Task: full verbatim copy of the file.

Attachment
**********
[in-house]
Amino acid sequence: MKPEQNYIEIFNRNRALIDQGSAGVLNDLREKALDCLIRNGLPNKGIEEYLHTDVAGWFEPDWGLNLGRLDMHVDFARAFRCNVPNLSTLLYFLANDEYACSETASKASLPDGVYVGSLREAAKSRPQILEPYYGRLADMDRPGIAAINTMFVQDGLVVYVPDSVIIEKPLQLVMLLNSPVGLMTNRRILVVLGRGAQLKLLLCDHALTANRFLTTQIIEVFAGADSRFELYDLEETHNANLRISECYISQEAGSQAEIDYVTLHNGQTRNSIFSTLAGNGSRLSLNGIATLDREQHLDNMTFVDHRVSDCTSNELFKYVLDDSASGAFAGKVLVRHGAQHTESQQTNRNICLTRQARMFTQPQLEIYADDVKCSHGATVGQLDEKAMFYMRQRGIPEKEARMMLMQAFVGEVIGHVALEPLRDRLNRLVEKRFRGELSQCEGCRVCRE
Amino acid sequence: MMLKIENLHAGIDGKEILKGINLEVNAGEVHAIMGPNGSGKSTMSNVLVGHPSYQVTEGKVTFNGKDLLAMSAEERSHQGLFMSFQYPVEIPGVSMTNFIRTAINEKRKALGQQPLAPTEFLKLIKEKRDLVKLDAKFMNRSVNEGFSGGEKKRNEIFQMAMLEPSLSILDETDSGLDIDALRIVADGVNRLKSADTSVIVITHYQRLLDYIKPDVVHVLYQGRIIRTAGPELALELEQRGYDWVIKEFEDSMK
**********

[in-house]
Amino acid sequence: MKPEQNYIEIFNRNRALIDQGSAGVLNDLREKALDCLIRNGLPNKGIEEYLHTDVAGWFEPDWGLNLGRLDMHVDFARAFRCNVPNLSTLLYFLANDEYACSETASKASLPDGVYVGSLREAAKSRPQILEPYYGRLADMDRPGIAAINTMFVQDGLVVYVPDSVIIEKPLQLVMLLNSPVGLMTNRRILVVLGRGAQLKLLLCDHALTANRFLTTQIIEVFAGADSRFELYDLEETHNANLRISECYISQEAGSQAEIDYVTLHNGQTRNSIFSTLAGNGSRLSLNGIATLDREQHLDNMTFVDHRVSDCTSNELFKYVLDDSASGAFAGKVLVRHGAQHTESQQTNRNICLTRQARMFTQPQLEIYADDVKCSHGATVGQLDEKAMFYMRQRGIPEKEARMMLMQAFVGEVIGHVALEPLRDRLNRLVEKRFRGELSQCEGCRVCRE
Amino acid sequence: MMLKIENLHAGIDGKEILKGINLEVNAGEVHAIMGPNGSGKSTMSNVLVGHPSYQVTEGKVTFNGKDLLAMSAEERSHQGLFMSFQYPVEIPGVSMTNFIRTAINEKRKALGQQPLAPTEFLKLIKEKRDLVKLDAKFMNRSVNEGFSGGEKKRNEIFQMAMLEPSLSILDETDSGLDIDALRIVADGVNRLKSADTSVIVITHYQRLLDYIKPDVVHVLYQGRIIRTAGPELALELEQRGYDWVIKEFEDSMK